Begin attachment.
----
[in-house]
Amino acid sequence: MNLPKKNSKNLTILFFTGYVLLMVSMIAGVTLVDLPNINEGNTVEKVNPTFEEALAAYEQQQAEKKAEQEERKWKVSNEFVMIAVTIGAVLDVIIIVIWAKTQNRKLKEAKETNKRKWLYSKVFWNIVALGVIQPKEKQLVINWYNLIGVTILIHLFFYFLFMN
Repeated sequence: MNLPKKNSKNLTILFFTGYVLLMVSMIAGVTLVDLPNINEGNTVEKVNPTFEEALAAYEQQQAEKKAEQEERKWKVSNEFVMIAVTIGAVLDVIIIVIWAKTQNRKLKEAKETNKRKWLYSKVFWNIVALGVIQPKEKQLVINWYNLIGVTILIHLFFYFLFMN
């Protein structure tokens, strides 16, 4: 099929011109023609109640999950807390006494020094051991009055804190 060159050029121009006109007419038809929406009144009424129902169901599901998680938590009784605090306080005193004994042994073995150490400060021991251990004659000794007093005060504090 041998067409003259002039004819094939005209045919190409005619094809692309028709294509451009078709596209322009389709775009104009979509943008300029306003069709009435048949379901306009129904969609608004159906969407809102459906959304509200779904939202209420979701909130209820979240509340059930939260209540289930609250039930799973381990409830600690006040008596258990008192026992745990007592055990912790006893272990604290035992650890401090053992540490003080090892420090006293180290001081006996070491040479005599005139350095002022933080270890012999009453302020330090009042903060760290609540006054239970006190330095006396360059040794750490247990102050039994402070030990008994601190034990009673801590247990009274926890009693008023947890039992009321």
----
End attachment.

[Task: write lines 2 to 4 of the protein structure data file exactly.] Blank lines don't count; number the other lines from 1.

Amino acid sequence: MNLPKKNSKNLTILFFTGYVLLMVSMIAGVTLVDLPNINEGNTVEKVNPTFEEALAAYEQQQAEKKAEQEERKWKVSNEFVMIAVTIGAVLDVIIIVIWAKTQNRKLKEAKETNKRKWLYSKVFWNIVALGVIQPKEKQLVINWYNLIGVTILIHLFFYFLFMN
Repeated sequence: MNLPKKNSKNLTILFFTGYVLLMVSMIAGVTLVDLPNINEGNTVEKVNPTFEEALAAYEQQQAEKKAEQEERKWKVSNEFVMIAVTIGAVLDVIIIVIWAKTQNRKLKEAKETNKRKWLYSKVFWNIVALGVIQPKEKQLVINWYNLIGVTILIHLFFYFLFMN
């Protein structure tokens, strides 16, 4: 099929011109023609109640999950807390006494020094051991009055804190 060159050029121009006109007419038809929406009144009424129902169901599901998680938590009784605090306080005193004994042994073995150490400060021991251990004659000794007093005060504090 041998067409003259002039004819094939005209045919190409005619094809692309028709294509451009078709596209322009389709775009104009979509943008300029306003069709009435048949379901306009129904969609608004159906969407809102459906959304509200779904939202209420979701909130209820979240509340059930939260209540289930609250039930799973381990409830600690006040008596258990008192026992745990007592055990912790006893272990604290035992650890401090053992540490003080090892420090006293180290001081006996070491040479005599005139350095002022933080270890012999009453302020330090009042903060760290609540006054239970006190330095006396360059040794750490247990102050039994402070030990008994601190034990009673801590247990009274926890009693008023947890039992009321």